BFI LFF Review: Burning (2018)

Burning is an elliptical thriller directed by Lee Chang-dong that’s rooted in Korean class and income inequalities.

Distress Flare

by Alexa Dalby

Burning

CAUTION: Here be spoilers

While stolid countryboy Jongsu (Yoo Ah-in), after graduating in Seoul in creative writing, is working as a deliveryman he bumps into Haemi (Jeon Jong-seo). He doesn’t recognise her, but she recognises him as an old classmate from the same village, and reminds him that he called her ugly – she’s since had plastic surgery and is confident she looks pretty. Telling him she is going on a trip to Africa, she inveigles him into feeding her cat while she is away and swiftly seduces him. But when she returns, she’s accompanied by a slick, good-looking rich Korean man who’s slightly older – Ben (Steven Yeun, The Walking Dead) – and though they make an effort to include him, Jongsu finds himself a bit of a gooseberry.

It’s the beginning of a shifting dynamic between the three of them. Ben is so smooth, he makes Jongsu seem lumpen and there’s a huge class and income gulf between them. In Ben’s swish Gangnam flat with his smart friends, he seems to incite Jongsu to laugh at Haemi’s African dancing. Jongsu is obsessed with Haemi, who seems not to notice. Haemi perhaps sees her relationship with Ben as being upwardly mobile. The three go together to spend time Jongsu’s family home, a run-down farm within earshot of the North Korean propaganda coming over the border. He’s living there alone as his father is being sentenced for various crimes including assault and his mother left when he was little. While they’re there, Ben reveals he enjoys arson, Haemi disappears and things start to unravel.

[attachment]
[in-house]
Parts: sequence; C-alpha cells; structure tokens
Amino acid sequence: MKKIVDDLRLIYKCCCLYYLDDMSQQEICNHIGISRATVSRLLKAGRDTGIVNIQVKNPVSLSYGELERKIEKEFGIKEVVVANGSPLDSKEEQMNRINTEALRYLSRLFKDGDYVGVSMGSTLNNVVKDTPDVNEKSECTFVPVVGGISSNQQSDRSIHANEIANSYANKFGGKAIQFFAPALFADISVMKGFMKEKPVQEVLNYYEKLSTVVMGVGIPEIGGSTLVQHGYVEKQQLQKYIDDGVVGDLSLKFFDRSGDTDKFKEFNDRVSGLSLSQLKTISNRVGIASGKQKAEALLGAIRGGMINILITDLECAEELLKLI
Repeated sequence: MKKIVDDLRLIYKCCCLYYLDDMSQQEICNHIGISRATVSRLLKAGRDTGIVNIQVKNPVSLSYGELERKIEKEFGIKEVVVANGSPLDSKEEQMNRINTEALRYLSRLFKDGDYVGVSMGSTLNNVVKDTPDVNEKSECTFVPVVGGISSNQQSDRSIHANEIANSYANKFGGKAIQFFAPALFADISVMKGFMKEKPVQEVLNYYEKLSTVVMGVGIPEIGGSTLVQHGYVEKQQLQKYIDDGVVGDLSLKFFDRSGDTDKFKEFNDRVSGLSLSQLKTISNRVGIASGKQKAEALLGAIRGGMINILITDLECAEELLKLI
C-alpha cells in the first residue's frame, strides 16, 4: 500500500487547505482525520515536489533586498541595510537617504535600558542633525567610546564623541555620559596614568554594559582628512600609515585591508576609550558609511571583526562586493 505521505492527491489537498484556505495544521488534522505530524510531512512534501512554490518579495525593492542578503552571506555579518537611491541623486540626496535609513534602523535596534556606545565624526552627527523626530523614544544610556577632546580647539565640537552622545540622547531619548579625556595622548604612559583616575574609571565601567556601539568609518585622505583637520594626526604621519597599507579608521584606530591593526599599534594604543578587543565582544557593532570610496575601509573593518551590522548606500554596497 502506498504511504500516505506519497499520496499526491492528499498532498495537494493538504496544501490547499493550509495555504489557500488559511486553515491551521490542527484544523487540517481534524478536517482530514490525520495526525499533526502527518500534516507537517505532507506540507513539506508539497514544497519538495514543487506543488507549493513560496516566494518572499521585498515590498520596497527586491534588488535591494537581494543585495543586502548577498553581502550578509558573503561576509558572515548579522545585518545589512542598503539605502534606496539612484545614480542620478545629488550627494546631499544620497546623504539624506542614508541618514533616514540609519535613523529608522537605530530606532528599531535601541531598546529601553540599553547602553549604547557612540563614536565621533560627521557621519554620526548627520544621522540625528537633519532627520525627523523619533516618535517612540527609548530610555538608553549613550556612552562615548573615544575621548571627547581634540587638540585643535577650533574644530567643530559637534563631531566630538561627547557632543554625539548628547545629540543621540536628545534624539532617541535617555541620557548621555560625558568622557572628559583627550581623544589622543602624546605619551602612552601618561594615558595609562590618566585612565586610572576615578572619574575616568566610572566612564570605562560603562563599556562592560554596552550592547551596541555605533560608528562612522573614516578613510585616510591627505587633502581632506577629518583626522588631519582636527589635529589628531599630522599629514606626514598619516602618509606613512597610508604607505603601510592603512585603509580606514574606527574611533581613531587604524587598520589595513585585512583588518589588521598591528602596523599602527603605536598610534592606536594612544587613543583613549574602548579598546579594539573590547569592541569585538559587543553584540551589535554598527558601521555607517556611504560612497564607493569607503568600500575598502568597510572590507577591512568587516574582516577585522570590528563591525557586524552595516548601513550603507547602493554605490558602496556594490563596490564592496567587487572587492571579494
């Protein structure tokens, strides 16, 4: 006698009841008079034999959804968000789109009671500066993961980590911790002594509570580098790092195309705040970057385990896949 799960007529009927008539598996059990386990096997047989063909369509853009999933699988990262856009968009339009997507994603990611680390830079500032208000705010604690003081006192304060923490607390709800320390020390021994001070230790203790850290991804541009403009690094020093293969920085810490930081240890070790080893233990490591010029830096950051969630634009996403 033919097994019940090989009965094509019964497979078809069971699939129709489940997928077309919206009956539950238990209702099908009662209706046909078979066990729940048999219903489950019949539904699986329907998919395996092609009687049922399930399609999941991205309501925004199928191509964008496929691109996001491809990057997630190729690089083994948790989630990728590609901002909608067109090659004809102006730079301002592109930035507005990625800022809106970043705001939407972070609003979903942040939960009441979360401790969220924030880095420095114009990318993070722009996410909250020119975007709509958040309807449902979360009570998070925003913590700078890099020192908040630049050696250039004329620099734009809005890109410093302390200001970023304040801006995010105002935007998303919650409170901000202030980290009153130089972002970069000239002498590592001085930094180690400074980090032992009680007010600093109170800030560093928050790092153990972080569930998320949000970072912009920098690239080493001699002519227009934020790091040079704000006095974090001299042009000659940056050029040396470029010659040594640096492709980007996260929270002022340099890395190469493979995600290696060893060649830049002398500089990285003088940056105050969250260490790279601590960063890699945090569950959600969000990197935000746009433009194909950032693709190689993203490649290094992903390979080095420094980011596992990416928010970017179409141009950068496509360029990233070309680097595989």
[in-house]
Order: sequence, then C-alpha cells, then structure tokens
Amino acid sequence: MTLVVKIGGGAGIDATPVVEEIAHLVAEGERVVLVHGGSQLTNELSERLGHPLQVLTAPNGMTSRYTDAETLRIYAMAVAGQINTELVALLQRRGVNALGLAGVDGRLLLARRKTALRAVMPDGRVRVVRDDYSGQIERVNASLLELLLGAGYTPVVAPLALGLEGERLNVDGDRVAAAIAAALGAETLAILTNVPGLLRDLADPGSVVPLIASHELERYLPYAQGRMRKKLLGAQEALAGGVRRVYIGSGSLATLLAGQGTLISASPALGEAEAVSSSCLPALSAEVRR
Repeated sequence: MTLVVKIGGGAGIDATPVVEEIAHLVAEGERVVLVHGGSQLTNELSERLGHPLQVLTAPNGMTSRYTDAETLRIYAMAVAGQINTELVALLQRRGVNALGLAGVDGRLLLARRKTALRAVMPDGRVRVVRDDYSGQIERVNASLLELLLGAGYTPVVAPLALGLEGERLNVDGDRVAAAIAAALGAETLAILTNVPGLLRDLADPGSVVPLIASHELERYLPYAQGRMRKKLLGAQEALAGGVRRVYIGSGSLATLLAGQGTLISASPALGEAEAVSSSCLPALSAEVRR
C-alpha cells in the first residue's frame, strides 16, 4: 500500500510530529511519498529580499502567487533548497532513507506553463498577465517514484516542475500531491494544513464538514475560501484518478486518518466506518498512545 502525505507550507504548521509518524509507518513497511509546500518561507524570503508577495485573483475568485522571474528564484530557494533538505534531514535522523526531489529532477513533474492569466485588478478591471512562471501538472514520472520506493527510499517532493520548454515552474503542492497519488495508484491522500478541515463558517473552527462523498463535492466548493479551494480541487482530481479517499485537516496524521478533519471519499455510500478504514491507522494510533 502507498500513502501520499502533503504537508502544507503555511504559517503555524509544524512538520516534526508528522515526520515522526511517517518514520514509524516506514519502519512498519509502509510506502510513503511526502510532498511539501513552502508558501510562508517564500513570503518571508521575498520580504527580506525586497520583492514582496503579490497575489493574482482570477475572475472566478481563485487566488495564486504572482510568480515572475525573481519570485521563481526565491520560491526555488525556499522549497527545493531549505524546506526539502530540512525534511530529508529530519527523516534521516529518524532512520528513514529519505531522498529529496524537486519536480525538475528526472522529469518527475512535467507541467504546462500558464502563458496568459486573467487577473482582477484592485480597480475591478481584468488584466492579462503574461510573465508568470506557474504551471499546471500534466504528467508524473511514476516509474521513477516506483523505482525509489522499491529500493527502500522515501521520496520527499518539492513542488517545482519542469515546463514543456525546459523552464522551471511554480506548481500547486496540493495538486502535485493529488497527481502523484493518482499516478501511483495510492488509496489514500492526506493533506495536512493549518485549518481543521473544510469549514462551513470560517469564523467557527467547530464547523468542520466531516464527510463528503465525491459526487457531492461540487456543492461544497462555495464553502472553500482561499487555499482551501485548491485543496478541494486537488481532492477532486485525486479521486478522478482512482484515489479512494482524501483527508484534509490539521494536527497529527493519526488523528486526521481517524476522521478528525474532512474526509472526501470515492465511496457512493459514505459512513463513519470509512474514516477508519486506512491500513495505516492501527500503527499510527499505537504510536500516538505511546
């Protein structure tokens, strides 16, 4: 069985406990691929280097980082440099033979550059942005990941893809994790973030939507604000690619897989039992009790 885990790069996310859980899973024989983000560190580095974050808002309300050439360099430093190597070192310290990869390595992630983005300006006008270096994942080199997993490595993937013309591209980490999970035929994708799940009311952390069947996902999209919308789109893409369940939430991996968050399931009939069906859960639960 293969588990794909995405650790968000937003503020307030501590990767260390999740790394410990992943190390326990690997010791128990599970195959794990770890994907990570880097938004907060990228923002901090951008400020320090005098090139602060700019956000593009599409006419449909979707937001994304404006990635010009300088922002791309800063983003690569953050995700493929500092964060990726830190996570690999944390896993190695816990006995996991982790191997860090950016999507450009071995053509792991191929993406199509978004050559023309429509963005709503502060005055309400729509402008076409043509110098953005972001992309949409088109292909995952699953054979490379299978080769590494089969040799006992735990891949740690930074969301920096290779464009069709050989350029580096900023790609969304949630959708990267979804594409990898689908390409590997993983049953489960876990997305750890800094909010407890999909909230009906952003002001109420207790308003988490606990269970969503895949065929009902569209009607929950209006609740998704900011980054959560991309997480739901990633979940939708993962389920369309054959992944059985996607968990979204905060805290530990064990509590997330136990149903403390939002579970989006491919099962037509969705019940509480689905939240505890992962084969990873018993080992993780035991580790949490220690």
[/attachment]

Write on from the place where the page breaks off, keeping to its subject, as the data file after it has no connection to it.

But how much of this is really happening, what is memory and what is imagination? Ben may or may not be telling the truth. Jongsu’s mission is spy on him and protect the farms nearby and find Haemi. Jongsu doesn’t remember Haemi’s stories of the past and when he tries to check he gets contradictory answers. His perceptions may be unreliable. He has ambitions to be a writer and he says life is a mystery to him. He finds clues that lead him to conclusions that may or may not be mistaken and eventually trigger a horrifying event. Though it comes as a sudden shock, it exists because of the buildup throughout the film.

Lee Chang-dong’s thriller is a subtle, involving, mysterious and shocking slow-burn. It’s based on a short story Burning Barn by Haruki Murakama, which is in turn based on a short story also titled Burning Barn by William Faulkner, who Jongsu cites in the film as his favourite author.

Burning screens at the BFI London Film Festival on 19 and 20 October 2018.

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